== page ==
If there are fewer and fewer World War II veterans, then there are even less who served during World War I. That war was called, "The Great War" and "The War to End All Wars." According to my high school history teacher, Ralph Finchum, World War I was fought "to make the world safe for democracy."
Of course, there have been numerous armed conflicts since the World War I Armistice. And, an end to wars is nowhere in sight.
On April 7, 1919, at the Hotel De Babriel, a huge military meeting took place and one of the members was Sgt. Alvin York. The group's purpose was to lay the foundation of an organization to which all veterans who served during wartime could claim membership. The result was the founding of the American Legion.
Today, its headquarters is in Indianapolis and has in the neighborhood of 3 million members. Various posts throughout the United States organize commemorative and social events; lobby Congress for the support of veterans'' pensions; sponsor boys' and girls' civic education and is strongly involved in the support of veterans' hospitals.
There is an unusual and unique "off-shoot" of the American Legion and its membership is exclusive. In the French language the organization is called La Societe des Quarante Hommes et Huit Chevaux which translates: The Society of 40 men and eight horses, or, the 40/8.
This is how the organization came about and why it is open to only a certain few of World War I veterans.
Some American servicemen in France were transported to the battle front on narrow guage French railroads (chamin de fer) inside boxcars (voitures) that were half the size of American boxcars. Each French boxcar was stenciled with the numeral 40 over an 8 denoting its capacity to hold either 40 men or eight horses...in any combination. This uncomfortable means of transportation was familiar to all of those who traveled from the coast of France to the trenches.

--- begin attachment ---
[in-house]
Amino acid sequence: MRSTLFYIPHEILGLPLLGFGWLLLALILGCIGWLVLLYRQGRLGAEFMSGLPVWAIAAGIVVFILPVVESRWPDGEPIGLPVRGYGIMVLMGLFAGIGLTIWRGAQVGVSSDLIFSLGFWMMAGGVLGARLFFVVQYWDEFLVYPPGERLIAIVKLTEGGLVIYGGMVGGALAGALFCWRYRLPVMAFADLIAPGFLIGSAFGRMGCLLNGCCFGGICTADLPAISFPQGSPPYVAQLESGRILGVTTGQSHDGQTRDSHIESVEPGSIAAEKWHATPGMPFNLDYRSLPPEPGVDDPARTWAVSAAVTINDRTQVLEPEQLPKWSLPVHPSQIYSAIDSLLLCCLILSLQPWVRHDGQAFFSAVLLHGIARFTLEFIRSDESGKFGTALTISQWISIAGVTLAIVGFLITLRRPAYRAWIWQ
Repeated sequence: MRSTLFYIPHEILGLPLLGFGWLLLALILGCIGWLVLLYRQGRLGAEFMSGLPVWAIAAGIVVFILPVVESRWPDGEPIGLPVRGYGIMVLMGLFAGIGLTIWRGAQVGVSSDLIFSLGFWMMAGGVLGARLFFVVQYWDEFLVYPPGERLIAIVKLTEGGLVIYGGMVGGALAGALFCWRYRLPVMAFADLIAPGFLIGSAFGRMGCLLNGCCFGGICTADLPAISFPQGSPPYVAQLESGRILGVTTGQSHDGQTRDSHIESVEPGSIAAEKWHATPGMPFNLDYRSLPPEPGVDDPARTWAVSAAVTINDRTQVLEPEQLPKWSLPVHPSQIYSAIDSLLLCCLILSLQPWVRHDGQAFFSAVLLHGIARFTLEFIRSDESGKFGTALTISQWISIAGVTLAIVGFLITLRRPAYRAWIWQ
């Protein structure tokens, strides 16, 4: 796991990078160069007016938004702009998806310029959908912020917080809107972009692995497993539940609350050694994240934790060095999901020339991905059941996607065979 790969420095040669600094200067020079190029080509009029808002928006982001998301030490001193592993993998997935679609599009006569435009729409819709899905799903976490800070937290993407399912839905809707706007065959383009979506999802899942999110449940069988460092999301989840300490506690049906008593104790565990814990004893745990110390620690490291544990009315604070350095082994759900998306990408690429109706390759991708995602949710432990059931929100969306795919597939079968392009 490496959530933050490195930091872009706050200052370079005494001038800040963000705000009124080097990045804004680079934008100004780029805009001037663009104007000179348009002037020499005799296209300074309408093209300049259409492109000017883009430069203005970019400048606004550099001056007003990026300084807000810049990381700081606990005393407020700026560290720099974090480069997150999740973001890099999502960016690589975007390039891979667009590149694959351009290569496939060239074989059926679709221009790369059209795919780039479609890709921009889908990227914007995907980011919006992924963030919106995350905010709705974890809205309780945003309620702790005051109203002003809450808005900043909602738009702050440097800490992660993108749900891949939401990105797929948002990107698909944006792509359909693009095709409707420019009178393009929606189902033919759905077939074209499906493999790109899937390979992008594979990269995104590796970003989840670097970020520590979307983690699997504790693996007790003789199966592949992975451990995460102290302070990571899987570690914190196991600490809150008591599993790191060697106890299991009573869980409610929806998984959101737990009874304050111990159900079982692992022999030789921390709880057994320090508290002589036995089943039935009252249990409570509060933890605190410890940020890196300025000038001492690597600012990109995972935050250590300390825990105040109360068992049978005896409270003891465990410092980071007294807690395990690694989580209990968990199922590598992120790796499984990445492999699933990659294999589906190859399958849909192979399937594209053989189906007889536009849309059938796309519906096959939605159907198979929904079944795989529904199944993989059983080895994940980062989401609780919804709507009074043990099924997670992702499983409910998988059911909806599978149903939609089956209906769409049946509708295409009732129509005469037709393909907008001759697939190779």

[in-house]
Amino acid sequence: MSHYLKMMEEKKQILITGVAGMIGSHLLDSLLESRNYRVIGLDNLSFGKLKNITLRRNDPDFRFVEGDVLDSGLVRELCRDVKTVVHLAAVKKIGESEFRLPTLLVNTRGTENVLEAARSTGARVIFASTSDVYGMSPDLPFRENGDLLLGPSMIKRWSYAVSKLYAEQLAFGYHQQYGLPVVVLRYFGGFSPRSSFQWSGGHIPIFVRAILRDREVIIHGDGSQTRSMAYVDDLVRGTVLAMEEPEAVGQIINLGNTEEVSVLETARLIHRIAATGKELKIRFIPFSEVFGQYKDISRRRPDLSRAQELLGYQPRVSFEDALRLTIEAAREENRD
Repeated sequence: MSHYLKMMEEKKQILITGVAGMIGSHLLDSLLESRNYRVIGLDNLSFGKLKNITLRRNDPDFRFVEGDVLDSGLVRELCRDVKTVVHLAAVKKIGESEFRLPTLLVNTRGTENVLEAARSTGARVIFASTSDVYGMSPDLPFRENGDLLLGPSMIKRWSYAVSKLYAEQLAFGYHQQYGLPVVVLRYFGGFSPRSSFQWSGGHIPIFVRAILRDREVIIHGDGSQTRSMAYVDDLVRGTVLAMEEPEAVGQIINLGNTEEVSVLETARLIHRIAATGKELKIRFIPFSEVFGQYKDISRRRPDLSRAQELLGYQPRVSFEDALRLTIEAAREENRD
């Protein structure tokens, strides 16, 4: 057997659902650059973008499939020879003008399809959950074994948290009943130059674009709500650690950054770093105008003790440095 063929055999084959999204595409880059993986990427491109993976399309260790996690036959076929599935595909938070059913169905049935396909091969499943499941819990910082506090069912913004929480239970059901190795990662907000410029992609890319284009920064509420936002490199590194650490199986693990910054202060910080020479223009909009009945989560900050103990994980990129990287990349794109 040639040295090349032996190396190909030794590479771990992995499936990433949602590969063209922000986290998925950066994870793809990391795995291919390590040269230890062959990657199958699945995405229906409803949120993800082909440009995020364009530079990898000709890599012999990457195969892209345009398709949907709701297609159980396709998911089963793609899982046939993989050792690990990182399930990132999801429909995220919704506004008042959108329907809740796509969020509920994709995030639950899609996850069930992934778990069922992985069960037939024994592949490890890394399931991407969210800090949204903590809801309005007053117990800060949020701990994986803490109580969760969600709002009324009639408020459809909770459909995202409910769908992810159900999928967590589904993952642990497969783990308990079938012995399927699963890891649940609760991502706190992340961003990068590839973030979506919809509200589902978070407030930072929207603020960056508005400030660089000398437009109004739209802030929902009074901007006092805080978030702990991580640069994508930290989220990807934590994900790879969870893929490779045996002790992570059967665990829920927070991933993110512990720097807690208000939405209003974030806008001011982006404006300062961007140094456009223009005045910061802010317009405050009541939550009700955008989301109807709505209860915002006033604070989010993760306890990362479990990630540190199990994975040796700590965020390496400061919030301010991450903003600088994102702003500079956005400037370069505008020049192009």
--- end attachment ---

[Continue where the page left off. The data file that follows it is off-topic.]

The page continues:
Their common misery later became symbolic of a group of men, who experienced and understood the horrors of war, but chose to be, in retrospect, lighthearted comrades-in-arms. In other words, at American Legion Conventions, members of the "Forty and Eight" were and are, if there are any still living, the "jokesters" throughout the proceedings. They can, and often do, get a little too rowdy, but they mean well.
One of the "Li'l Abner" companies I was in years ago experienced the antics of the "Forty and Eight" first-hand. We were playing in the Pittsburgh Melody Tent in the evening and rehearsing during the day. It was summer; it was hot and we were dog-tired at the end of the day. After the show, we all had a bite to eat, after which, every member of the company by midnight was ready to "hit the hay."
But it was impossible to get to sleep in the Commodore Hotel where an American Legion Convention was under way and where our company was staying. The 40/8 kept the elevators occupied and running all night; they turned fire hoses loose; they dropped water balloons out the windows on every floor; their voices and laughter had the decibels of jackhammers.
To be perfectly honest, I was furious with them. Their antics seemed unnecessarily boisterous, overdone and destructive.
Bleary-eyed at breakfast each morning in the dining room during the convention, I was "put out" to say the least. I had to bite my tongue to keep from saying something I might have regretted. (Actually, I did, but I won't repeat it here.)
Afterward, I thought of all the "poppies growing in Flanders Field," and what hardships these "clowns" had experienced during the war. I backed off and was glad, in the long-run, that they had survived to be the "tail twisters" of the American Legion.
These veterans of "The Great War" had gotten little or no sleep in their cold and wet trenches while putting their lives on the line for us at home.
So, in the final analysis, the 40/8 probably had a great need to LAUGH to keep from CRYING.